Humans often struggle to understand each other. Companies suffer from the same problem. They often assume that everyone thinks like them and find it difficult to ‘get’ stakeholders who don’t share their perspective. In doing so they allow themselves to be blinded by positive signals from some stakeholders, which mask discontent elsewhere.


  • Prior to its acquisition of Riversdale Mining, Rio Tinto appears to have not fully understood the government’s position on export methods. It purchased the project partly on the assumption that riverine transport would be acceptable, while the government had foreseen the building of rail infrastructure. Alongside geological problems in assessing the nature of the coal resources, this factor led to Rio Tinto eventually selling the mine for $50m – compared to the $4.2bn it paid upon acquisition.

Mistake #4: Underestimating legacy issues

Local environmental damage or poor relationships inherited from previous owners can haunt acquirers, with opposition or predatory attitudes towards the asset already entrenched. The potential impact of legacy issues doesn’t always show up if due diligence is too focused at the national rather than at the asset level, or local opposition is just treated as a risk that can always be managed.


  • Rosia Montana is a classic case of legacy issues – in this case, deep-seated distrust over mining in Romania – arresting project development. Since first acquiring the license in 1999, Gabriel Resources has spent hundreds of millions of dollars under a succession of CEOs in attempts to get the project started. In the eyes of some, the company had initially failed to take into account stakeholder concerns cyanide use (which has particularly negative connotations in Romania due to an earlier cyanide spill from the Baia Mare mine). It has been struggling against a persistent element of national and international NGO opposition ever since.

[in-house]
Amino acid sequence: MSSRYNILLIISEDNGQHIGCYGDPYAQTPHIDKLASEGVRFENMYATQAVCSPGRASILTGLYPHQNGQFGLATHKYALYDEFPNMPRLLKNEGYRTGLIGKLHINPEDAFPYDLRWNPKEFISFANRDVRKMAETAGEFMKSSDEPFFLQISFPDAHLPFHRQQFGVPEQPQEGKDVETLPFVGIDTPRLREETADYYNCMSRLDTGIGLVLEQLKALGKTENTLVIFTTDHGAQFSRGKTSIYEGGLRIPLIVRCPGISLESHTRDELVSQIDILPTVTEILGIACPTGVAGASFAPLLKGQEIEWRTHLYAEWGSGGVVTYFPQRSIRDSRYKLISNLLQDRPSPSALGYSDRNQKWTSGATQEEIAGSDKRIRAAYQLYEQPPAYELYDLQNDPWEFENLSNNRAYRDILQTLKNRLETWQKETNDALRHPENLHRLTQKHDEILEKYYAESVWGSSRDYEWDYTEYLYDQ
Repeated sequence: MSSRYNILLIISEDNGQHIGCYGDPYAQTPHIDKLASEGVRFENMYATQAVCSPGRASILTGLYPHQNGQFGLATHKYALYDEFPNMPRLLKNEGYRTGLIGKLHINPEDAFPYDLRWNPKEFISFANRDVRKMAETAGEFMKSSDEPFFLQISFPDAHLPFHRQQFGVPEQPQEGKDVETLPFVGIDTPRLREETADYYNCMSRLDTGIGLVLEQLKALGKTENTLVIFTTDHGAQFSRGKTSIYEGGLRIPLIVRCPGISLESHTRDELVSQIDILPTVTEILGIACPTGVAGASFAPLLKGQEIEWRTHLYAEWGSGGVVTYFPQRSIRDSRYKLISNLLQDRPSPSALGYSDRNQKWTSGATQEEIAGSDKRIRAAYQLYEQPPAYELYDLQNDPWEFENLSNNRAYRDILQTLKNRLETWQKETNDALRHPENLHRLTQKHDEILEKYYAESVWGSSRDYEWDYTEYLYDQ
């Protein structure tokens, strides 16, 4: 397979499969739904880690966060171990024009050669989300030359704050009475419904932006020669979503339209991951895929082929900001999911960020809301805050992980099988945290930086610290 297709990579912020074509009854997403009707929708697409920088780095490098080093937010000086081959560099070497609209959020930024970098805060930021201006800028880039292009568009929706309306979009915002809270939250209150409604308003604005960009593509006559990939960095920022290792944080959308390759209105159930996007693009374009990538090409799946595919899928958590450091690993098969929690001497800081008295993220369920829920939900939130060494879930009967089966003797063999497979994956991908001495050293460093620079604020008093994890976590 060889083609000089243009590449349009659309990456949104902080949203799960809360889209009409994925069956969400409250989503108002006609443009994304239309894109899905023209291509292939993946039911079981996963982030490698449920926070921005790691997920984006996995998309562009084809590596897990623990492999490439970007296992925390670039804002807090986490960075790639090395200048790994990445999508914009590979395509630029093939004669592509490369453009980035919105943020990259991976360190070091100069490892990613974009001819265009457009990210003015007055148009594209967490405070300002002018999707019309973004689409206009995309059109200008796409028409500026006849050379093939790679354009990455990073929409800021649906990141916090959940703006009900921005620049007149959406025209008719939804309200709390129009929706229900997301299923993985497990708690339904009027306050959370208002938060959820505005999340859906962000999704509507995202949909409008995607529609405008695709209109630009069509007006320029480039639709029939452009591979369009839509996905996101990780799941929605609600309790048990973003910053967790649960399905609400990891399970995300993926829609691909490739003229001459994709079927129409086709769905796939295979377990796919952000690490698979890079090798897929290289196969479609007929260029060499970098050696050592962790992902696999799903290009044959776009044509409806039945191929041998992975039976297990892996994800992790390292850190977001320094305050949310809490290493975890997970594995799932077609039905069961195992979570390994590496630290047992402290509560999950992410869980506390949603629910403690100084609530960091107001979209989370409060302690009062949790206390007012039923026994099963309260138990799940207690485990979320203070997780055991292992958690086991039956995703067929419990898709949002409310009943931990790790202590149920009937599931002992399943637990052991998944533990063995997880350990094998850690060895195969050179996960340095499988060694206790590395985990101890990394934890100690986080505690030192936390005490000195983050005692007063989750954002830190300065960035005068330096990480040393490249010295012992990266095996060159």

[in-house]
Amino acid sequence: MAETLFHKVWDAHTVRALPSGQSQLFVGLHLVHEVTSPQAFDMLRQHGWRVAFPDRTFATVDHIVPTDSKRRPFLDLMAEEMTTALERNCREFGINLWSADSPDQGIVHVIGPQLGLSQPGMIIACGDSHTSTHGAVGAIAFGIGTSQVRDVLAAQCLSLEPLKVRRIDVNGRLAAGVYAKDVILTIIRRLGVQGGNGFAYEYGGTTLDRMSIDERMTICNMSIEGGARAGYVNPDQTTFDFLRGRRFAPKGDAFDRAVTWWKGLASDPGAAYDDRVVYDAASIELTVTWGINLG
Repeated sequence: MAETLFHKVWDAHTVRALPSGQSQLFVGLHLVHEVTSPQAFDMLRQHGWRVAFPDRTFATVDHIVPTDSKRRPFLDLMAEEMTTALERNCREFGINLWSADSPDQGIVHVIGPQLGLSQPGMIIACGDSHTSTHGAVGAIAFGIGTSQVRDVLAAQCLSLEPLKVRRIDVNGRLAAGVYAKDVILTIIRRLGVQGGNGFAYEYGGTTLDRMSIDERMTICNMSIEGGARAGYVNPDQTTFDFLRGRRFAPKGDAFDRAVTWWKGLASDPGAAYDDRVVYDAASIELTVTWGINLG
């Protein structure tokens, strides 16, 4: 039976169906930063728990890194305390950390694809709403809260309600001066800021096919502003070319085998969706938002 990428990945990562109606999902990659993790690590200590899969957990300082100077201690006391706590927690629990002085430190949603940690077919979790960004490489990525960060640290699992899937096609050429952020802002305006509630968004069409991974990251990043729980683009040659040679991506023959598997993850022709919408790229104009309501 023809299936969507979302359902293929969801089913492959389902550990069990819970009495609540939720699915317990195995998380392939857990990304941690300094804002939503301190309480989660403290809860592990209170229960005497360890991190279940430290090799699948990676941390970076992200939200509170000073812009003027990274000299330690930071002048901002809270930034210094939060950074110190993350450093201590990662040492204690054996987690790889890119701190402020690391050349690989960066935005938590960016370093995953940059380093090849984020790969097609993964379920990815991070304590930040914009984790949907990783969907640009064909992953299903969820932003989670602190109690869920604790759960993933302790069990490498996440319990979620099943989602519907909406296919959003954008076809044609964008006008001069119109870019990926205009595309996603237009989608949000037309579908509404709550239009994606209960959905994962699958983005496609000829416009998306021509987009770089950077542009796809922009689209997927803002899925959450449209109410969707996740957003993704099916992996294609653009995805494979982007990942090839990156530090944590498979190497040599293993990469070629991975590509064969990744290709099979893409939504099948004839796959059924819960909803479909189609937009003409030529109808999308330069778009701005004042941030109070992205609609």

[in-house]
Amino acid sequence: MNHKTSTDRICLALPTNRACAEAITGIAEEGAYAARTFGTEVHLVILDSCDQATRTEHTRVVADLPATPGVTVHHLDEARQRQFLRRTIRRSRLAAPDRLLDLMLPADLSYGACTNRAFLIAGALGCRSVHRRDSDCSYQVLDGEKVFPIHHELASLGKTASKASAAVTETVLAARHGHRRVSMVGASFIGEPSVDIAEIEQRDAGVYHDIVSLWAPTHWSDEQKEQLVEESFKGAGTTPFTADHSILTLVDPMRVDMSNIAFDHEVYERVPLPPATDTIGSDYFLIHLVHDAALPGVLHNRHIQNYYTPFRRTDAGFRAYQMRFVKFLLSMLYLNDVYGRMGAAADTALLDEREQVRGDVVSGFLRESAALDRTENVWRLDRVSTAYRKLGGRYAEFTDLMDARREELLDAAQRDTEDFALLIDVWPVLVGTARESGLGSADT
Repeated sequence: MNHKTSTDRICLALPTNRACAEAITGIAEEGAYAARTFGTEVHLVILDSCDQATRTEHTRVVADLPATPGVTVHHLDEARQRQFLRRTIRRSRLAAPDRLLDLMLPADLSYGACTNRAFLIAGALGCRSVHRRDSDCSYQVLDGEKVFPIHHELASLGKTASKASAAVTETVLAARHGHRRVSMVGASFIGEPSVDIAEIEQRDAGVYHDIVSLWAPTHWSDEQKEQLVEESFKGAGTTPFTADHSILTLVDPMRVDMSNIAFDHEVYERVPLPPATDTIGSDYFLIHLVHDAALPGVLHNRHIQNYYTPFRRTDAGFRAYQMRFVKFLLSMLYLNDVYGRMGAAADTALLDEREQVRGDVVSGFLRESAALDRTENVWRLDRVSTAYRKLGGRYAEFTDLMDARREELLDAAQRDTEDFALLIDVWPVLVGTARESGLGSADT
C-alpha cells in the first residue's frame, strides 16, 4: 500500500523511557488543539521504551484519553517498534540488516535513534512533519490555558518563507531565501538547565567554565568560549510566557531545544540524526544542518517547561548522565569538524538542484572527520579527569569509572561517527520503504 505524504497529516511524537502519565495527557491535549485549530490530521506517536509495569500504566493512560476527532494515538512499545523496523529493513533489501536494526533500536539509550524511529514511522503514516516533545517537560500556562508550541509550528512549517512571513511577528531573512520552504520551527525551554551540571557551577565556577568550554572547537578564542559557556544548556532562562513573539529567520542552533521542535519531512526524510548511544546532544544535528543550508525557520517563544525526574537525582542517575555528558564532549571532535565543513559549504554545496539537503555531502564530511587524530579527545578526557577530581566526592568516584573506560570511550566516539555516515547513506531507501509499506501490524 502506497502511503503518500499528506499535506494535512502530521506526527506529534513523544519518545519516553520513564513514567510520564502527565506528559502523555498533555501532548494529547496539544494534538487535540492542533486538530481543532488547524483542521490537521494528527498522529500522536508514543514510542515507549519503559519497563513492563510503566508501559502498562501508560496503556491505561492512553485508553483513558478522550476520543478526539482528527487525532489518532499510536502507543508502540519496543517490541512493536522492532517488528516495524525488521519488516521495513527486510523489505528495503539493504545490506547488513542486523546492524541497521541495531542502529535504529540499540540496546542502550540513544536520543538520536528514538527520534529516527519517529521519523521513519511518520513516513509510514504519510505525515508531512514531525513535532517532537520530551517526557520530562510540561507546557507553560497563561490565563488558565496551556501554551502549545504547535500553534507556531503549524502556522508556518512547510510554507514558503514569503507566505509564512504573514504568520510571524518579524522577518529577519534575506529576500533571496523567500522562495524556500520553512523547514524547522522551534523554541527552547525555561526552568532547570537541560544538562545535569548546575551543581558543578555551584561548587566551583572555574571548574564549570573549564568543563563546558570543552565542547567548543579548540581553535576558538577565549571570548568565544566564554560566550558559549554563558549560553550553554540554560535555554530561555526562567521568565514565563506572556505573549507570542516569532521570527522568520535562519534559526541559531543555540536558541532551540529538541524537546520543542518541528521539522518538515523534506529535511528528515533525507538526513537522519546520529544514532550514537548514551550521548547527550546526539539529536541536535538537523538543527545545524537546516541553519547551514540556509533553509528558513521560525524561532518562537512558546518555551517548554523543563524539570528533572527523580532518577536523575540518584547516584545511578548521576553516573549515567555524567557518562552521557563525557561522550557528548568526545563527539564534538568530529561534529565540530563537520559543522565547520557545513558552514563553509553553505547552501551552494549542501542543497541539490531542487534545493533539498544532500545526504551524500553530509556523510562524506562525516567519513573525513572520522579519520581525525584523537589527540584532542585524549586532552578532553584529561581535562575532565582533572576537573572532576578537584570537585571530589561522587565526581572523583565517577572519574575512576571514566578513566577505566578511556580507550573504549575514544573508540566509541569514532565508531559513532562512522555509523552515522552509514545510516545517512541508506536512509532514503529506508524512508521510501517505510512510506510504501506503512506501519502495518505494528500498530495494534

Mistake #5: Missing opportunities to turn around ‘diamonds in the rough’

As well as missing risks, acquirers can miss opportunities through failing to identify appropriate mitigation strategies. This can happen if acquirers only assess the risk level of external factors – i.e. the political and stakeholder environment – without looking at the tools and management strategies that could be put in place.


  • An oil company, awarded a concession in a politically sensitive context, found that implementing a proactive political risk management strategy enabled it to monetise an asset initially considered too ‘hot to handle’. As a result, the company was able to secure a successful farm-in with an international investor. It did so by building credibility with the host and key third party governments, developing industry-leading positions on human rights and through strategic local social investment – much of which attracted praise from erstwhile detractors.

Edward Bickham is Senior Adviser and Saskia Marsh is Senior Associate, Critical Resource. A version of this post was originally published on the Critical Resource website.